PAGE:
Don’t forget about your plants when you go away for a much needed summer break.  You will probably remember to cancel the post and the milk, switch on the alarm, defrost the fridge and prime the neighbours to keep an eye out for you. Ironically while you are away your garden can also be basking in glorious hot and drying sunshine.

Of course you may have already returned to find dying house plants, brown borders and frizzled planted pots and tubs; if so you won’t want to ever make that mistake again. Unfortunately it is much more difficult these days to find a willing neighbours with time on their hands or a  ’babysitter’ for your garden, so here is a plan to put in place to help keep your precious plants safe until you return home.

For a start during the summer months try to stand as many of your houseplants outside as possible.  Plants that are happy to brave the outdoors include Ivy’s, Fatsia, Cymbidium, Orchids and Christmas Cactus.

Select a shady, sheltered position and plunge the pots up to their rims in soil. Apply a thick mulch of chipped bark or peat over the pots to keep them cool and to conserve moisture. Water them well before you leave and they should survive for a good week without rain.

If some houseplants are too delicate to go outside put them in large groups in a cool, shaded position in your house. Stand them on trays of gravel, watered to just below the level of the pot bases. The humid air should help to preserve the plants. Tropical plants can go in your bathroom. Lay a large towel or some capillary matting in your bath and make sure it is well soaked. Stand your plants on the wet towel. Then place a bucketful of water at one end, dipping the towel into the bucket. This will act as a wick and the capillary action will keep the towel moist for about a fortnight.

If you only have a few plants you could do the same in your kitchen sink, standing the plants on a towel in the sink with a bucket on the draining board. Perhaps slightly more effective are porous wicks made by cutting capillary matting into strips. Make sure that the wicks and the compost are moist and that the wick is pushed well into the compost. Remember that if your sink is in front of a window, the water will evaporate much faster and probably will not survive more than a week.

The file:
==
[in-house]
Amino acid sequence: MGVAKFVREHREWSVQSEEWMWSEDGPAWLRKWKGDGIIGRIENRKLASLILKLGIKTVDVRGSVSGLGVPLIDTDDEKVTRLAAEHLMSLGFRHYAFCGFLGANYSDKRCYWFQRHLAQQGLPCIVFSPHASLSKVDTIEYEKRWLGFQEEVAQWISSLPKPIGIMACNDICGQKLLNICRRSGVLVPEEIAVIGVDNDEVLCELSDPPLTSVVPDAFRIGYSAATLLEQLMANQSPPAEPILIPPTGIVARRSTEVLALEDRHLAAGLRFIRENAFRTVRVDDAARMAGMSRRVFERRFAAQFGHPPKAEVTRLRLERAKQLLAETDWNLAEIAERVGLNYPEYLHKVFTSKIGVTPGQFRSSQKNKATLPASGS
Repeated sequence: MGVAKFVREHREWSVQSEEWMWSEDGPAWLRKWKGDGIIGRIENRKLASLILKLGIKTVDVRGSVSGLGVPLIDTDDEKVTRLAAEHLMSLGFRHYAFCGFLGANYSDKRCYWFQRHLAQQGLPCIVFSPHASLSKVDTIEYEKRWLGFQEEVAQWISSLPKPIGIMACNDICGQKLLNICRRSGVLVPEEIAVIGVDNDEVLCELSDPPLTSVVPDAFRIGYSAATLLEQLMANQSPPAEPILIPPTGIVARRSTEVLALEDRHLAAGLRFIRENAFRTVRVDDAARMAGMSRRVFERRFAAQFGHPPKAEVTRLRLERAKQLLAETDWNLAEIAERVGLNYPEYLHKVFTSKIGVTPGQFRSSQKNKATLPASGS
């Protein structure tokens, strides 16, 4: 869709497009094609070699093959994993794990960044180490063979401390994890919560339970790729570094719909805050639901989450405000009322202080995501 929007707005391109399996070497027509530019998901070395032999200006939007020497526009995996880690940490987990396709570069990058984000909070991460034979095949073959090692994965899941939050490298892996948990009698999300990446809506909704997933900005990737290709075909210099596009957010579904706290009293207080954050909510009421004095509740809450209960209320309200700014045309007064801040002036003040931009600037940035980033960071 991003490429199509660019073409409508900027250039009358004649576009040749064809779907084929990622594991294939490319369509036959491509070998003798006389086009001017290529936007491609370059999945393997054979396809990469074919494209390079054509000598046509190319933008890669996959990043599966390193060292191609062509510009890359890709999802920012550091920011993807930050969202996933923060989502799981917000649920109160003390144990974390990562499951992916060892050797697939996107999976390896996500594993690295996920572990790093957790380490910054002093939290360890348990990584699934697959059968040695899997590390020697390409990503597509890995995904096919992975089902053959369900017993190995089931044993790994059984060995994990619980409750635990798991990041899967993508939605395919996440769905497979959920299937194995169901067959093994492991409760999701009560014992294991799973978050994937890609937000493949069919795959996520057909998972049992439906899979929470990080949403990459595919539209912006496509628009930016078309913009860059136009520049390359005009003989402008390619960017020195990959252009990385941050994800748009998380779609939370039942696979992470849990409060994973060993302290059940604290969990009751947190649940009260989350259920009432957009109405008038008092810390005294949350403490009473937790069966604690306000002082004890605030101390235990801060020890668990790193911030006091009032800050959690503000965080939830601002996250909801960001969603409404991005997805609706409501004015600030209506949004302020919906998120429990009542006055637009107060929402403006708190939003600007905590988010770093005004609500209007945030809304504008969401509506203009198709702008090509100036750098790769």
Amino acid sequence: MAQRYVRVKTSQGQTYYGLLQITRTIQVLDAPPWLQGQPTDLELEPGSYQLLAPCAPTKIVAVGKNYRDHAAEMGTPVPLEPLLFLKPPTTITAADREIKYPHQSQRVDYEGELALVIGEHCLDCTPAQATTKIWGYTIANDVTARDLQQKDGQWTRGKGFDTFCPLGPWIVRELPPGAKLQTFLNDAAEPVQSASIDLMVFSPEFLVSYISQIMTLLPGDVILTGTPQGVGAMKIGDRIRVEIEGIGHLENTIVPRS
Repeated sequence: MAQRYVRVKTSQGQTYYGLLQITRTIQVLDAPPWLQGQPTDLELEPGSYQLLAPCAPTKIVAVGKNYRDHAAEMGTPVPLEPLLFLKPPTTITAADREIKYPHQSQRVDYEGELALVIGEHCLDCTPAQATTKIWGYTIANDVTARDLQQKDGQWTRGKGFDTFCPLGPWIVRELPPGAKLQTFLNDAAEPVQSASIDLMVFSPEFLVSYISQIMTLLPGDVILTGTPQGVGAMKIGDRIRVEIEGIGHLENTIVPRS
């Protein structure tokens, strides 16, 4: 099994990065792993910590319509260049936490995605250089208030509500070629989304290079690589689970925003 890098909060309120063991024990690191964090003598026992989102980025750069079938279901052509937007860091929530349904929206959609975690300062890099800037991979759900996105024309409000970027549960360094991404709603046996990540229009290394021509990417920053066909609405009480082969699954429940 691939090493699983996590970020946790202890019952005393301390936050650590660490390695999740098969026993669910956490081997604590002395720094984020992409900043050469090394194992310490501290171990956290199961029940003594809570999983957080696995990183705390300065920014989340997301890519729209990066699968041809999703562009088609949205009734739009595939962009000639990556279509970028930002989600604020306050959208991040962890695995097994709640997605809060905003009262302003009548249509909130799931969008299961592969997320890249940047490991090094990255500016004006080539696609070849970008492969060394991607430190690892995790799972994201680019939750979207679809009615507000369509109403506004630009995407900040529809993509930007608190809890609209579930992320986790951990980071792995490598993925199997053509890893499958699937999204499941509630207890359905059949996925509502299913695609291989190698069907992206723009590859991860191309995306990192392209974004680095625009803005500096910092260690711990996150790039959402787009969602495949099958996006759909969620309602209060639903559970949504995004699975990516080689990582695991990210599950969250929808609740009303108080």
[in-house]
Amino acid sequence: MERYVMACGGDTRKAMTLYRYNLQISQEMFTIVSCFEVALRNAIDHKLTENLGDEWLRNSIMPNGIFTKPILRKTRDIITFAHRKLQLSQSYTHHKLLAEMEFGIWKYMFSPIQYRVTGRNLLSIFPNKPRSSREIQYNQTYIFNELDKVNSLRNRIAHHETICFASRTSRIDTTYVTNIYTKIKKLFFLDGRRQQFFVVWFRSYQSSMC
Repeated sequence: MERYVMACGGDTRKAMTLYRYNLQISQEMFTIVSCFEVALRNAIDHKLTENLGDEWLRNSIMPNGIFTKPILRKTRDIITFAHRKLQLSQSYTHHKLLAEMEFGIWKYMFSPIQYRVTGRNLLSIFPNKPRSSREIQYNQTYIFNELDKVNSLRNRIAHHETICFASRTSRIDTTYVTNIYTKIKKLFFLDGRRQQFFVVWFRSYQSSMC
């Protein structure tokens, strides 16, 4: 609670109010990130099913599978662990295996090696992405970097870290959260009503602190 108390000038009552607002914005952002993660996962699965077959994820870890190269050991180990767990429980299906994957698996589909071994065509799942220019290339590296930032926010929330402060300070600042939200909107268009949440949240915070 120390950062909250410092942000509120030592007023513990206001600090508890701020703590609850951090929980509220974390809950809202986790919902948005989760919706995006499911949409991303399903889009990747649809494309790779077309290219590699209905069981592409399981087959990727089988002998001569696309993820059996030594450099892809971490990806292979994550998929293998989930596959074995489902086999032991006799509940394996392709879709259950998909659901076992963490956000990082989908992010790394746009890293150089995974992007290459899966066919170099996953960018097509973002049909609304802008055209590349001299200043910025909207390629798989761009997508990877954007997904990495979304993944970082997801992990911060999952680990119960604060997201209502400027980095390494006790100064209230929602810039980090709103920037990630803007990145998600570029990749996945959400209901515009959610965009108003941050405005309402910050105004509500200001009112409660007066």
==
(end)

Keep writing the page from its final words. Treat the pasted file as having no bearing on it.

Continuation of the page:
Ceramic mushrooms work on a similar principle to wicks. The top is sealed and there is a connecting tube that should be put in a large reservoir or bucket of water. As the water seeps through the porous shaft, the pressure in the sealed unit drops and fresh water is drawn from the reservoir. This works well, but you need a ceramic mushroom for each plant pot.

One of the most effective methods of self-watering is the use of water storing gel crystals. These granules swell to 400 times their own weight with the water they ‘consume’.  Roots quickly find the water and grow through the granules.  Such crystals work throughout the season absorbing and releasing water many times.  They can be used in hanging baskets, containers, houseplants or dug directly into the ground.

If you use such crystals at the beginning of the season this will help reduce the need for watering overall. However, it is never too late. Scoop out a hollow near the base of the plant most affected by lack of water and place some swell gel crystals in the hole. Cover with soil and water well.

A cheaper, but not quite as effective method is the use of a large plastic or glass drink bottle. Fill the bottle with water, make a small hole in the lid and put it back on the bottle. Dig a hole in the ground big enough to hold the bottle firmly. Invert the bottle and cover, the water should then seep out very slowly.

Another little tip, which should deter the burglars. If you have removed all of your houseplants from your windowsills to care for them elsewhere, invest in a few silk or artificial plants – many of which have flowers and buds. They are amazingly life-like and will appear to the casual passer-by as if you are at home tenderly caring for your plants.

For your outside plants you are best off investing in a drip feed system. These comprise a system of plastic pipes of various diameters that are linked together with special connectors to make T-shaped or L-shaped joints. A filter connector joins the drip-system piping to a garden hose. Drip emitters can be push-fitted into the piping at any point to provide water where it is required. These emitters allow small quantities of water to trickle slowly into the soil over long periods. Drip feed systems are extremely effective as they use up the least amount of water applying it where the plants need it the most – in the region of the root hairs.

There are many different types of automatic watering systems on the market, ranging from systems with sophisticated automatic sensors to simple flexible plastic tubing. If you know what you are trying to water, the length of time you will be away and what your budget is, you are well advised to visit a garden centre to seek advice from trained staff.

Finally, if you do arrive home to some sad, wilting plants that have missed you, try plunging the whole pot into a bucket of water and leave until the air bubbles stop rising. Assuming the plant has not completely dried out this should revive it and eliminate your guilt for having had a great holiday whilst leaving your poor plants to suffer alone at home!